My Exercise opens in absurd but relatable style. A chubby boy lies on his back with his knees raised as if about to perform a sit-up. Except he’s not alone; a dog standing on all fours holds him in place and acts as a cushion for the young man’s rising head. I touch my phone screen and the boy does a sit-up. And if I keep my finger held on the screen, the boy tenses his abdominal muscles further, eventually sinking into the dog’s squishier-than-normal stomach with Cronenbergian aplomb. The pup, for its part, looks on expressionless, seemingly nonplussed. I lift my finger from the phone; the boy returns to the floor, ready for another crunch.
This is the first video game by award-winning Japanese animator Atsushi Wada, maintaining the doodle-like line drawings and bizarre situations which have characterised his work since 2005’s lo-fi Day of Nose. Press materials talk of Wada’s fondness for exploring the Japanese concept of Ma, describing it as the “tension produced between movements," or what we might call negative space. My Exercise, released yesterday for PC and iOS, contains all these elements, plus a new degree of interaction. Developer Ryoya Usuha helped make the game playable, alongside the micro-team behind the equally absurd but life-affirming viral hit KIDS,.
When I reached the end of my first playthrough, what immediately sprang to mind was the “clicker” genre, a set of often ironic games in which simple clicks are the catalyst for vast chain reactions (Universal Paperclips is my favourite for what it's worth). Exercise, of course, is ripe for a similar kind of satire and indeed criticism thanks to its modern obsession with numbers and machine-like performance. While My Exercise is less bombastic, more human than other clickers, it certainly exists in their orbit. A single click (touch if you’re using a smartphone or tablet) produces a sit-up, and the number in the screen’s top right keeps track. Throughout the exercise session, the boy is joined by anthropomorphic characters who, by its end, help multiply the sit-ups into a high-score he alone would never have been able to achieve.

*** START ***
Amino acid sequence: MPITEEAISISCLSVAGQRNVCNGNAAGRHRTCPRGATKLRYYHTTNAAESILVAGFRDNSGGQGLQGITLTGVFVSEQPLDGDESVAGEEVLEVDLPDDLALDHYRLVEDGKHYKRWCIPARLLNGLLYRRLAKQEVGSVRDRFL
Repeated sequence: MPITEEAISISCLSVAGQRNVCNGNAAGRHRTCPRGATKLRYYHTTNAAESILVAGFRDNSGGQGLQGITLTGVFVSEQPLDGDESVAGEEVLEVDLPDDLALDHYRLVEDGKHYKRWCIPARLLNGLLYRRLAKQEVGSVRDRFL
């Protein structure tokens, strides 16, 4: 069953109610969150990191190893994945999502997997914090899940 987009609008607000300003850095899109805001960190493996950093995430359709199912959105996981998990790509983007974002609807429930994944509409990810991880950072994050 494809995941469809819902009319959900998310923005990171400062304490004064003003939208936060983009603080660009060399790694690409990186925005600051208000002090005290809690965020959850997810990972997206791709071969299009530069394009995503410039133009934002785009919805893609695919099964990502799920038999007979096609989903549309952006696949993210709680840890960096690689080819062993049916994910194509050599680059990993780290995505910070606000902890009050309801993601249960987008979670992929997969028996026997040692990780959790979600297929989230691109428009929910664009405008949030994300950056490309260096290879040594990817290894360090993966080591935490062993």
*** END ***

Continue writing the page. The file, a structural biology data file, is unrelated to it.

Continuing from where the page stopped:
But the game isn’t just about numbers; it’s fascinated by physical form, from the wiggling finger which illustrates how to play to its cast of supportive characters. A seal joins proceedings—seemingly sniffing the dog’s butt in time with the boy’s abdominal strains—and then there’s a woman who claps the most delicate, fluttering clap I’ve ever heard when he reaches a milestone. The game, which feels a little like Hieronymus Bosch’s ‘The Garden of Earthly Delights’ reimagined for the twenty-first century, is full of these small, sensual and mostly private joys (yes, including the ass-smelling). Wada captures this sentiment beautifully, finding precisely those negative spaces which exist within the hard work, and allowing us to uncover them one touch of the screen at a time. It’s a useful reminder that even as we toil away, in exercise or whatever else, modest pleasures will materialize.